Donna Bailey tells Sammy Mack about the day she met her husband.
It had been 38 years since Don Bailey posed for his popular carpet ad – a spoof of a famous Burt Reynolds picture. In March 2010, Under the Sun reporter Sammy Mack convinced Bailey to pose again, wearing exactly the same … smile.
Author and former Miami Herald columnist Ana Menendez, who has been living in Amsterdam, is returning to South Florida for the Miami Book Fair International, the eight-day literary party beginning Nov. 13. Ana has a new book titled Adios, Happy Homeland and will be speaking about it during The Writer’s Voice panel at the fair Sunday, Nov. 20.
Journalist Nicholas Spangler wrote in The Miami Herald, “He calls to mind Michelangelo’s David, with a mission from a more swinging time.” He was referring to Don Bailey, the naked carpet guy you’ve noticed on the billboard driving down I-95.
When we ran a poll in 2009 to find out the question our readers most wanted answered, you chose the bronzed, scantily clad Don stretched out on a burgundy shag.
Ruth Morris's experiences as an immigration beat reporter have colored her vision of what it means to transition from immigrant to American. She tells WLRN that an unlikely event renewed her faith in what it means to be an American and the opportunity it provides.
Immigration officials say there is an often an increase in the number of people applying for U.S. citizenship before a presidential election.
Former Under the Sun producer Ruth Morris is one of those immigrants who wants to become a citizen. For three years, Morris covered South Florida immigration, a beat that can earn you a slew of angry emails. It can also make you cynical, according to Morris. Some of her readers got angry when she used the term “undocumented workers.” They preferred “illegal aliens.”
Editor Dan Grech assigned Assistant Producers Kenny Malone and Trina Sargalski to report a story about getting past the doorman at nightclubs. With the detachment appropriate to their position, Kenny and Trina arrived at Club Space in downtown Miami ready to report on the velvet rope.
Whether we like it or not, South Florida is known for sun, beaches…and skin. Back in the 1950s, pin-up model Bettie Page posed for some of her most classic photos here. Her black bangs, red lips and playful gaze were a hit in the pages of Playboy. These images were created by local model turned photographer Bunny Yeager. Clotilde Luce reported on the woman behind these icons of 1950s fashion and photography and her recent discovery by the art world.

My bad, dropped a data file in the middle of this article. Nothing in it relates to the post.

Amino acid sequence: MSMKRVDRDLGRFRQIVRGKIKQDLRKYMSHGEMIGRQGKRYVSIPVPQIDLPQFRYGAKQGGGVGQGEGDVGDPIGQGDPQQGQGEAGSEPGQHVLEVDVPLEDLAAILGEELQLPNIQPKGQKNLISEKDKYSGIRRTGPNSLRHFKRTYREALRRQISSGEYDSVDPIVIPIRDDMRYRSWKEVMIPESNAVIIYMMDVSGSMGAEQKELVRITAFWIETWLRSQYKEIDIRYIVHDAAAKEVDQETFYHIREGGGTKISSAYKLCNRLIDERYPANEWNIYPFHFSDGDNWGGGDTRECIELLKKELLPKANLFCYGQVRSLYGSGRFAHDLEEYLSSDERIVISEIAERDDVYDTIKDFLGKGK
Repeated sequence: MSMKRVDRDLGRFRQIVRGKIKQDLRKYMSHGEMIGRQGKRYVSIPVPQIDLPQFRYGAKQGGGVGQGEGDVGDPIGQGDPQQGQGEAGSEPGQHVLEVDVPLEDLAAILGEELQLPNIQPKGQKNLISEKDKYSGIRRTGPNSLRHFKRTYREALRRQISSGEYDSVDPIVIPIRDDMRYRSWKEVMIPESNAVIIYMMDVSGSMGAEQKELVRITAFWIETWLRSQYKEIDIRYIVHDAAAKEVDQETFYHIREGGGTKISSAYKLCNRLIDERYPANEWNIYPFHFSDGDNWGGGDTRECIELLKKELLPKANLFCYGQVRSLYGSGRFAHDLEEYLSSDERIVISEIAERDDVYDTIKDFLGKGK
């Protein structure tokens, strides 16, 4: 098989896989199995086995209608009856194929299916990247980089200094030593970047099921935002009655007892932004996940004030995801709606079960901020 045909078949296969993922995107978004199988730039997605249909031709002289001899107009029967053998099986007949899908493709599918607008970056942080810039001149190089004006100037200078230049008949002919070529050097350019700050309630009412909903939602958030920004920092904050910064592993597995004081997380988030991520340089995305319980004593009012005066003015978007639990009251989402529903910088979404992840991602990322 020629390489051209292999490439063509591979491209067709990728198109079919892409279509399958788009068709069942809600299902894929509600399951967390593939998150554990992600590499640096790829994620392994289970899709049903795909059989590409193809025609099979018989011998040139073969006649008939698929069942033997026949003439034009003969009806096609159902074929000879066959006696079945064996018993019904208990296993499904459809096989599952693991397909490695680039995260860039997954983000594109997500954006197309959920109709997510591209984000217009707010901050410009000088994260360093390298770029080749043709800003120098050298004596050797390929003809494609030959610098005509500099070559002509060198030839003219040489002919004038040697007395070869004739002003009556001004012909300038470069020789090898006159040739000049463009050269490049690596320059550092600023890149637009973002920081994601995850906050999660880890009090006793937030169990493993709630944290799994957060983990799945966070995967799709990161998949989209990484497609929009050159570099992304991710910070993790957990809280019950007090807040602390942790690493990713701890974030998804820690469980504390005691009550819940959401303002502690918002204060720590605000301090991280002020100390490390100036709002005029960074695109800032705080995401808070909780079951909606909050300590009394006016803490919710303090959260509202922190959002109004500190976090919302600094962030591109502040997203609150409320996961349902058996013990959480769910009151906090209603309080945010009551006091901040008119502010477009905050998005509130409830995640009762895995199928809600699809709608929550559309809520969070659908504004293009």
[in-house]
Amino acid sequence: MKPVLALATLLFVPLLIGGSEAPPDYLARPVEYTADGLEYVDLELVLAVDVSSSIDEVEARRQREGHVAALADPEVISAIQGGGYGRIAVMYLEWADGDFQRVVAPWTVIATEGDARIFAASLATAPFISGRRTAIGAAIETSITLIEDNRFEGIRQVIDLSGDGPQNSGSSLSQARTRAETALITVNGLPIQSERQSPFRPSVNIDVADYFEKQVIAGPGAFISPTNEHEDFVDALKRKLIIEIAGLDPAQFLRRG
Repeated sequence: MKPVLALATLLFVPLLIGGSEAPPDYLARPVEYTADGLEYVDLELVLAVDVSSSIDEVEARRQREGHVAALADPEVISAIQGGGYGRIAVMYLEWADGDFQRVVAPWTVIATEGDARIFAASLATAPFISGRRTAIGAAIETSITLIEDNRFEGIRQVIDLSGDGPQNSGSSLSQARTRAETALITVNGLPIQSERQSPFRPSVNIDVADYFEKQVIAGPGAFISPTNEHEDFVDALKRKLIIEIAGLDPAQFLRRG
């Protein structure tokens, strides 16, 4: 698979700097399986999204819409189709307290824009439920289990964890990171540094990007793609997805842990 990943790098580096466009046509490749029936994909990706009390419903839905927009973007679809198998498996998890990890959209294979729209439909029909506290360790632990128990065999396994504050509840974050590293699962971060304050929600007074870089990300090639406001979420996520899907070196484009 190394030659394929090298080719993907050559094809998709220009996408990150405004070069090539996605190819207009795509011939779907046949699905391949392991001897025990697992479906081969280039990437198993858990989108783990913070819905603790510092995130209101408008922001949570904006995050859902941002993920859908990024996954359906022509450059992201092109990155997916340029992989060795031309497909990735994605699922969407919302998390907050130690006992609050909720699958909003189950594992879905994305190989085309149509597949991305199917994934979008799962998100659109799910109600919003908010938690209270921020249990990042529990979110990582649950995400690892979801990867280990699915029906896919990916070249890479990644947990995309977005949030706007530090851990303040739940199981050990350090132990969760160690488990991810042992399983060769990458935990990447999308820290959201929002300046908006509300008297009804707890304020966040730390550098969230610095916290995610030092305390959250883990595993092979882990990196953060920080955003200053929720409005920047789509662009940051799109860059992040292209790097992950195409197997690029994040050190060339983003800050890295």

Carmen Maria Romero was one of the four medical workers in Haiti whose voices you heard in After the Quake: Patients and Healers. She’s a physical therapist who had already been volunteering in Haiti for ten years, and who traveled there last January to help with the relief efforts.
Romero was so moved by the suffering and the resilience of her patients that she decided to quit her job and relocate to Haiti.
Journalist and professor Madeleine Blais contemplates a move back to South Florida for a job teaching as a visiting professor at Florida International University. As part of her employment paperwork, she’s asked to sign an oath of loyalty to the state of Florida. As a journalist, this kind of thing makes her suspicious. She reflects on her previous years in Miami as she contemplates signing the oath and moving back:
Green Card Stories (Umbrage Books)is a collection of profiles and photographs of fifty immigrants from around the country by journalist Saundra Amrhein and photographer Ariana Lindquist. Amrhein has been a journalist for seventeen years. She spent ten years at the St. Petersburg Times (now the Tampa Bay Times.) Immigrants profiled include a triathelete, a magician, a flea market worker, small business owners and executives.
This is a place that’s sunny, warm, and flat. It seems like it should be a pretty perfect place to ride a bike. It’s not.
Last month, the 36-year-old father, husband and amateur triathelte Aaron Cohen was hit and killed by a car while riding on the Rickenbacker Causeway. The tragedy revived a debate about how drivers and cyclists share—or don’t share—our roads.
If you’re a regular listener to WLRN, you might recognize the voice of Phil Latzman, anchor and host at WLRN. Phil also happens to be one of NPR’s go-to guys whenever there’s a hurricane anyplace near South Florida. But it wasn’t always that way.
On the weekend before Hurricane Andrew hit in August 1992, Phil was young, living on South Beach, having a good time, playing basketball, going to the beach and listening to a lot of Red Hot Chili Peppers.